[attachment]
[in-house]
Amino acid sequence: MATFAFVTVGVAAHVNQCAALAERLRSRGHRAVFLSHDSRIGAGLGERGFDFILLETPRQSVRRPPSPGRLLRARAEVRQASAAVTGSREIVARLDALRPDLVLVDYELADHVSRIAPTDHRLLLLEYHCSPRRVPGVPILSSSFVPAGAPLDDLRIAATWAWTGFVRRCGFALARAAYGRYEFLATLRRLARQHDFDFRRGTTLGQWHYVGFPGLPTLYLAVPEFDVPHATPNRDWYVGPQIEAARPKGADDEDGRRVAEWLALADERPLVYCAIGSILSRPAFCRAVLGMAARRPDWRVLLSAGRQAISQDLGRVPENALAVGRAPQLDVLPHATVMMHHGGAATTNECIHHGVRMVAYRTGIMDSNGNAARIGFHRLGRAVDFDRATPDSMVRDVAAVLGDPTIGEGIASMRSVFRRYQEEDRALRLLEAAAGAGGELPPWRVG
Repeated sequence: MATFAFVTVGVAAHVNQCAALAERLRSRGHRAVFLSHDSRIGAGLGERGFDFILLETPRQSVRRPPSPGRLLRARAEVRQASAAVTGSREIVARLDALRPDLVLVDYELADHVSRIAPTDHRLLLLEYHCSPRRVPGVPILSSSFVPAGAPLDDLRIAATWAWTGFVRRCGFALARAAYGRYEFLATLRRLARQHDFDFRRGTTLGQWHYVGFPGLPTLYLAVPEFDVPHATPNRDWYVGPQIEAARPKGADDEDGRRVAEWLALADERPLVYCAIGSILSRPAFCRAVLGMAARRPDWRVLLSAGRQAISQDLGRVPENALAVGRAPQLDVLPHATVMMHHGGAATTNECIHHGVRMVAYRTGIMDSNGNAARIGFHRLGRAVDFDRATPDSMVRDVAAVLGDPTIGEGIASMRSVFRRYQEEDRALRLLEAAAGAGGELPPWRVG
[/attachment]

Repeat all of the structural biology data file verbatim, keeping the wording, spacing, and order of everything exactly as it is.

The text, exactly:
[in-house]
Amino acid sequence: MATFAFVTVGVAAHVNQCAALAERLRSRGHRAVFLSHDSRIGAGLGERGFDFILLETPRQSVRRPPSPGRLLRARAEVRQASAAVTGSREIVARLDALRPDLVLVDYELADHVSRIAPTDHRLLLLEYHCSPRRVPGVPILSSSFVPAGAPLDDLRIAATWAWTGFVRRCGFALARAAYGRYEFLATLRRLARQHDFDFRRGTTLGQWHYVGFPGLPTLYLAVPEFDVPHATPNRDWYVGPQIEAARPKGADDEDGRRVAEWLALADERPLVYCAIGSILSRPAFCRAVLGMAARRPDWRVLLSAGRQAISQDLGRVPENALAVGRAPQLDVLPHATVMMHHGGAATTNECIHHGVRMVAYRTGIMDSNGNAARIGFHRLGRAVDFDRATPDSMVRDVAAVLGDPTIGEGIASMRSVFRRYQEEDRALRLLEAAAGAGGELPPWRVG
Repeated sequence: MATFAFVTVGVAAHVNQCAALAERLRSRGHRAVFLSHDSRIGAGLGERGFDFILLETPRQSVRRPPSPGRLLRARAEVRQASAAVTGSREIVARLDALRPDLVLVDYELADHVSRIAPTDHRLLLLEYHCSPRRVPGVPILSSSFVPAGAPLDDLRIAATWAWTGFVRRCGFALARAAYGRYEFLATLRRLARQHDFDFRRGTTLGQWHYVGFPGLPTLYLAVPEFDVPHATPNRDWYVGPQIEAARPKGADDEDGRRVAEWLALADERPLVYCAIGSILSRPAFCRAVLGMAARRPDWRVLLSAGRQAISQDLGRVPENALAVGRAPQLDVLPHATVMMHHGGAATTNECIHHGVRMVAYRTGIMDSNGNAARIGFHRLGRAVDFDRATPDSMVRDVAAVLGDPTIGEGIASMRSVFRRYQEEDRALRLLEAAAGAGGELPPWRVG